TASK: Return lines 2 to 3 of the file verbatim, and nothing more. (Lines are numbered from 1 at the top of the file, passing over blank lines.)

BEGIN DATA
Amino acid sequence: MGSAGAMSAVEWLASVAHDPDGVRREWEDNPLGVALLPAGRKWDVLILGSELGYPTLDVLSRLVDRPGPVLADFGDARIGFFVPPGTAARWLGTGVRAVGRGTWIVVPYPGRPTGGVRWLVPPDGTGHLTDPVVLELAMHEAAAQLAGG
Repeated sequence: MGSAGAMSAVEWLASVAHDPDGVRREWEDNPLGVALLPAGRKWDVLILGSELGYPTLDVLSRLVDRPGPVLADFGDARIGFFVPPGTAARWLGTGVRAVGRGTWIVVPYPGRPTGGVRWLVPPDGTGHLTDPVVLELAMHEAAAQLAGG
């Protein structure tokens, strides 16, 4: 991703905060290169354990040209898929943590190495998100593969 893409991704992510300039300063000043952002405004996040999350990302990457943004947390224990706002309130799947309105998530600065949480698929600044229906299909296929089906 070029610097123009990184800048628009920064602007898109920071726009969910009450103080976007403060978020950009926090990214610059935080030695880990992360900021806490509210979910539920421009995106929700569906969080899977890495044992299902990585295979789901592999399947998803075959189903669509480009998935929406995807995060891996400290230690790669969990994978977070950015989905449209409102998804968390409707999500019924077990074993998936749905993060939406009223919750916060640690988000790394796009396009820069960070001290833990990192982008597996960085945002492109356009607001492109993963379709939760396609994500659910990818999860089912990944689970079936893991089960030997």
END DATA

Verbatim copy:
Repeated sequence: MGSAGAMSAVEWLASVAHDPDGVRREWEDNPLGVALLPAGRKWDVLILGSELGYPTLDVLSRLVDRPGPVLADFGDARIGFFVPPGTAARWLGTGVRAVGRGTWIVVPYPGRPTGGVRWLVPPDGTGHLTDPVVLELAMHEAAAQLAGG
């Protein structure tokens, strides 16, 4: 991703905060290169354990040209898929943590190495998100593969 893409991704992510300039300063000043952002405004996040999350990302990457943004947390224990706002309130799947309105998530600065949480698929600044229906299909296929089906 070029610097123009990184800048628009920064602007898109920071726009969910009450103080976007403060978020950009926090990214610059935080030695880990992360900021806490509210979910539920421009995106929700569906969080899977890495044992299902990585295979789901592999399947998803075959189903669509480009998935929406995807995060891996400290230690790669969990994978977070950015989905449209409102998804968390409707999500019924077990074993998936749905993060939406009223919750916060640690988000790394796009396009820069960070001290833990990192982008597996960085945002492109356009607001492109993963379709939760396609994500659910990818999860089912990944689970079936893991089960030997």